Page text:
Tuesday, February 23, 2016

Charging, and jailing, the poor: Suggestions to eliminate debtors prisons

Here's the abstract from a recent Maryland Law Review article by Neil Sobol from the Texas A&M School of Law (formerly Texas Wesleyan) titled, "Charging the Poor: Criminal Justice Debt and Modern Day Debtor's Prisons."
Debtors’ prisons should no longer exist. While imprisonment for debt was common in colonial times in the United States, subsequent constitutional provisions, legislation, and court rulings all called for the abolition of incarcerating individuals to collect debt. Despite these prohibitions, individuals who are unable to pay debts are now regularly incarcerated, and the vast majority of them are indigent. In 2015, at least ten lawsuits were filed against municipalities for incarcerating individuals in modern-day debtors’ prisons.

Criminal justice debt is the primary source for this imprisonment. Criminal justice debt includes fines, restitution charges, court costs, and fees. Monetary charges exist at all stages of the criminal justice system from pre-conviction to parole. They include a wide variety of items, such as fees for electronic monitoring, probation, and room and board. Forty-three states even charge fees for an indigent’s “free” public defender. With expanding incarceration rates and contracting state budgets, monetary sanctions have continued to escalate. Additionally, many states and localities are now outsourcing prison, probation, monitoring, and collection services to private companies, who add additional fees and charges to the criminal justice debt burden of defendants.

The impact of criminal justice debt is especially severe on the poor and minorities as they are frequently assessed “poverty penalties” for interest, late fees, installment plans, and collection. Often they have to decide between paying criminal justice debt and buying family necessities. The deaths of Michael Brown in Ferguson, Eric Garner in New York, and Freddie Gray in Baltimore have prompted renewed calls for investigation of the adverse treatment of the poor and minorities in the criminal justice system. The fear of arrest, incarceration, and unfair treatment for those owing criminal justice debt creates distrust in the system.

In February 2015, a class action complaint was filed against the City of Ferguson asserting that the city’s jails had become a “modern debtors’ prison scheme” that had “devastated the City’s poor, trapping them for years in a cycle of increased fees, debts, extortion, and cruel jailings.” Moreover, the Department of Justice’s report on the Ferguson Police Department presents a scathing indictment of a system apparently more concerned with revenue collection than justice. Unfortunately, as illustrated by recent lawsuits and investigations alleging debtors’ prisons in Alabama, Colorado, Georgia, Louisiana, Mississippi, New Hampshire, Ohio, Oklahoma, Tennessee, Texas, and Washington, the abuses are not limited to Ferguson, Missouri.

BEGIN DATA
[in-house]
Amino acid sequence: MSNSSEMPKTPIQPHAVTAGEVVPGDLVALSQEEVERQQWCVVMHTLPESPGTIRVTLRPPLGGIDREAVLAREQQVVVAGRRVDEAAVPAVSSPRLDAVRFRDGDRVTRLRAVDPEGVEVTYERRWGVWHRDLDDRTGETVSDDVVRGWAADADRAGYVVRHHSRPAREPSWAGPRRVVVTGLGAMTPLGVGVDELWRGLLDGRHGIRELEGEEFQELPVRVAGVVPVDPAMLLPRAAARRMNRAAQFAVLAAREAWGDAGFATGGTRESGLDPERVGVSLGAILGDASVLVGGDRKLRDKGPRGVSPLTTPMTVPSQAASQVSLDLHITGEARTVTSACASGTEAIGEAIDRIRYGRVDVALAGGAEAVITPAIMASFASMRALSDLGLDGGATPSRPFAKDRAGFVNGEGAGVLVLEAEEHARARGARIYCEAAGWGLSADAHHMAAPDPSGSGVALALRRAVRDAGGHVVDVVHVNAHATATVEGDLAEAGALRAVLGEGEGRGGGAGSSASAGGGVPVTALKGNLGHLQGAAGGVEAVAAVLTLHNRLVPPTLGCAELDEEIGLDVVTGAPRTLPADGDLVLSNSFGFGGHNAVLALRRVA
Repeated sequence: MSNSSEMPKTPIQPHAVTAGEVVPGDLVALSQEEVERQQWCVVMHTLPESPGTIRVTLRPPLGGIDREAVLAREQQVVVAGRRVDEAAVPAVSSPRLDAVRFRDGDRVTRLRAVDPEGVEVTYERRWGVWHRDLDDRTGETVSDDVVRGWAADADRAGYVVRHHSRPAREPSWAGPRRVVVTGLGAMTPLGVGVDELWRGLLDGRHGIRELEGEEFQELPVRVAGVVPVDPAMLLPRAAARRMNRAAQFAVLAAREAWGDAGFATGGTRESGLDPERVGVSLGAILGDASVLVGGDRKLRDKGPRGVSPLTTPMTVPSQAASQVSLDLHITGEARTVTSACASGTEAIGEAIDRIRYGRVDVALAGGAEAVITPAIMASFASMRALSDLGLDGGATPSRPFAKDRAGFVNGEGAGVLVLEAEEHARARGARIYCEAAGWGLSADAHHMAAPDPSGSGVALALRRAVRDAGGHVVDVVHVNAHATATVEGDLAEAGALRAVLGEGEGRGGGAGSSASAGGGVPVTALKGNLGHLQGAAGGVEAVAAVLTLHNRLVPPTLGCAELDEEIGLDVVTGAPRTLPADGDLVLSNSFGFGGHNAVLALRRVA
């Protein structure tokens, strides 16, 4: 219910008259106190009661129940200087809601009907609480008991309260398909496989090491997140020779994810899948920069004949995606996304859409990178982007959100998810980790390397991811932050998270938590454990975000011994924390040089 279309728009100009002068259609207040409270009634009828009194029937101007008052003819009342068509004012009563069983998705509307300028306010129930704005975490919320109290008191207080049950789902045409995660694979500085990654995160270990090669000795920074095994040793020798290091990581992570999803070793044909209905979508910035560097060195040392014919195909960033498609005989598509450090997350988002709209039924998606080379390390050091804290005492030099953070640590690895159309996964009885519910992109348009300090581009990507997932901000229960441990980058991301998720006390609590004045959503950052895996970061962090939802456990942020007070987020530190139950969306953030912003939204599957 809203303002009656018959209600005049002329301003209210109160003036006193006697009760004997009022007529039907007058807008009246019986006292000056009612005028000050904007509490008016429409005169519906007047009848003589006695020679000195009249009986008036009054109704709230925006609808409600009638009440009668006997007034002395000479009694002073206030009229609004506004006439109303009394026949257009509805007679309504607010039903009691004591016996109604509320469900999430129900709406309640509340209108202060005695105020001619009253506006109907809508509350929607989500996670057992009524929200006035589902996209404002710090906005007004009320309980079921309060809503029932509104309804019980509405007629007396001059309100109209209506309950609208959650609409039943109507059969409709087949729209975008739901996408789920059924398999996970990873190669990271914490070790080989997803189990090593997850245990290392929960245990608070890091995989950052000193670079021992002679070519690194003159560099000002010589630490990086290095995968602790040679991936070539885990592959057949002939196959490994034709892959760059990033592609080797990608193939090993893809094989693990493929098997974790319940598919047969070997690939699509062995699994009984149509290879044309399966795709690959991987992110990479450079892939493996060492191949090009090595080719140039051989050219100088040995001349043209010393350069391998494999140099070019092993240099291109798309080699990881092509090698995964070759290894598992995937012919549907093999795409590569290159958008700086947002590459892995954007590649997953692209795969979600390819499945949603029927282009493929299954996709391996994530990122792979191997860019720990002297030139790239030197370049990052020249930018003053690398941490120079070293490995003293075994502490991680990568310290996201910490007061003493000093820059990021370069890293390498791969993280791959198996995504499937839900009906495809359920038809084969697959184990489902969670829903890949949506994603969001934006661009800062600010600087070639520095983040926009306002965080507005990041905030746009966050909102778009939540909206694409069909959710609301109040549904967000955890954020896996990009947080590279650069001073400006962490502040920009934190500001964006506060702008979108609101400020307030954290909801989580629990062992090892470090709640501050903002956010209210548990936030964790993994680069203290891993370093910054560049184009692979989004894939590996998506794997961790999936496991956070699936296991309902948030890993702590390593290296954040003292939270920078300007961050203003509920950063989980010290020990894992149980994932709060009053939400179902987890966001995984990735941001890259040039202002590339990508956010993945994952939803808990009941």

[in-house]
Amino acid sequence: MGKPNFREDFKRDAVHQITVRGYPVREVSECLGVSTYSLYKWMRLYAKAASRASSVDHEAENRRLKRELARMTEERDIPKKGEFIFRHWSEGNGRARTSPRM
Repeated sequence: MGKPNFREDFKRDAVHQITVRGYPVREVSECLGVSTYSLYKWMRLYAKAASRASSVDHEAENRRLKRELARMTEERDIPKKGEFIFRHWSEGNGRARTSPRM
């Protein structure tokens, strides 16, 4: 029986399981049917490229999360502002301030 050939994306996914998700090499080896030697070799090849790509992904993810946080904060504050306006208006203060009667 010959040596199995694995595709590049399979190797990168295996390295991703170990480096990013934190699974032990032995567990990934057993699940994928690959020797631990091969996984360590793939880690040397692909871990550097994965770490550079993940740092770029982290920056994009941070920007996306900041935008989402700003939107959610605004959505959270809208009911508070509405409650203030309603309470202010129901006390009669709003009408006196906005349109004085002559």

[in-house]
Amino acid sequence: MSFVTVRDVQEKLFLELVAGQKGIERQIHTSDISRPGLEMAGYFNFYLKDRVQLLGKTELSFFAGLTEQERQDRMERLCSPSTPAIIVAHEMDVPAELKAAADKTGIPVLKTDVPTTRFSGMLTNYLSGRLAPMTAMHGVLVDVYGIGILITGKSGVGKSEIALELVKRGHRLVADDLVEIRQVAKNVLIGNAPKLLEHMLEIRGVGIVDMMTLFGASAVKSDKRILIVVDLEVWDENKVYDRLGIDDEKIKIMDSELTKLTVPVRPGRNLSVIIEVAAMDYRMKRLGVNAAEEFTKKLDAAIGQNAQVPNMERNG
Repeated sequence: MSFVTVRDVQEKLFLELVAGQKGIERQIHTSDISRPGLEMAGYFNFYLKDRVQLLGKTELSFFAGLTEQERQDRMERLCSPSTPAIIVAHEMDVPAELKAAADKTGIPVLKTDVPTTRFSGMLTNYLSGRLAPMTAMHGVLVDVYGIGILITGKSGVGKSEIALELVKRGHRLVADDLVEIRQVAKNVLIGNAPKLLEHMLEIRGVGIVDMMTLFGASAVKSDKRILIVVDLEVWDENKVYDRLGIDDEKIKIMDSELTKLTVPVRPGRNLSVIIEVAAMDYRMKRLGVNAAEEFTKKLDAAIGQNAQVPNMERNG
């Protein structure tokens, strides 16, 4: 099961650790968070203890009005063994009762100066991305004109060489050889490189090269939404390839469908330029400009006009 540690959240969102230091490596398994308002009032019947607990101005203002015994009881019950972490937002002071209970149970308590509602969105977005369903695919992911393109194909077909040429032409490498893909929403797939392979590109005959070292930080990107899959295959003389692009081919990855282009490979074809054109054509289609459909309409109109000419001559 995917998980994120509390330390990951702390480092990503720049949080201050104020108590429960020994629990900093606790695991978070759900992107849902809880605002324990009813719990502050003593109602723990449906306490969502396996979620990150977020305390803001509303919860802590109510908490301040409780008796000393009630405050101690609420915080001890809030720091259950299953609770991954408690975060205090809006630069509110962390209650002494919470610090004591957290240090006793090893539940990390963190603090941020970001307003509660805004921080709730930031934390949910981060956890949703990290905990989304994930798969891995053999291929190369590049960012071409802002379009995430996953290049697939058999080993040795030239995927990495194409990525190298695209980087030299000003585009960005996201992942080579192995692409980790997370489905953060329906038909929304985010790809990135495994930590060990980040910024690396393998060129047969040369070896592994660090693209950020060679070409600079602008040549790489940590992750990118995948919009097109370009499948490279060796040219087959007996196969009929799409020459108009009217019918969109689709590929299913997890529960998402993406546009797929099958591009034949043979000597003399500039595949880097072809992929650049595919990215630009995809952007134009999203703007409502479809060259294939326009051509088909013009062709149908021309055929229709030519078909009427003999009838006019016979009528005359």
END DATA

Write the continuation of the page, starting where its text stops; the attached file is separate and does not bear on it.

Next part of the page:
The same concerns that led to the historical restrictions on debtors’ prisons have risen again with the growth of modern-day debtors’ prisons. Similar to the prisons in London during the eighteenth and nineteenth centuries that were criticized for using a privatized system that charged inmates for all services, including room and board, the current justice system improperly charges the poor. It is now time to revisit these concerns and implement effective restrictions to reduce the incidence of debtors’ prisons. To remedy these concerns, my Article proposes eliminating egregious sanctions, providing courts flexibility to base fines on earning levels, and establishing procedures to enforce restrictions against incarcerating those who are truly unable to pay their criminal justice debt.
For more on the topic, check out the class-action complaint filed last fall against City of Austin muni courts over debtors-prison style abuses.


Anonymous said...

Amen! I work in a Texas municipal court. We're swamped right now with people paying because they just got their income tax refund (or took a high-interest loan against it). I know damn well they're poor, and being blocked from renewing their license means they either can't work or they subject themselves to more citations by driving without a license (our most common offense by far). It's a bad spiral. Our executives don't want an alternative; they say "Maybe some of these defendants will win a lottery and pay! We can wait." They want money, not solutions.

Anonymous said...

Grits, Tyler, Smith county, Texas is a perfect example of the corruption you have described. Why have you not investigated or pubically brought light to this oligarchy, a travesty of justice at best?

Gritsforbreakfast said...

I don't make it back to my hometown as much as I'd like these days, 11:15, though I've written about Smith County a fair amount over the last 11 years, if you check the archives. It's a big state and I'm just one guy without a sponsor or a travel budget.

@3:32, that's pretty much my impression, too.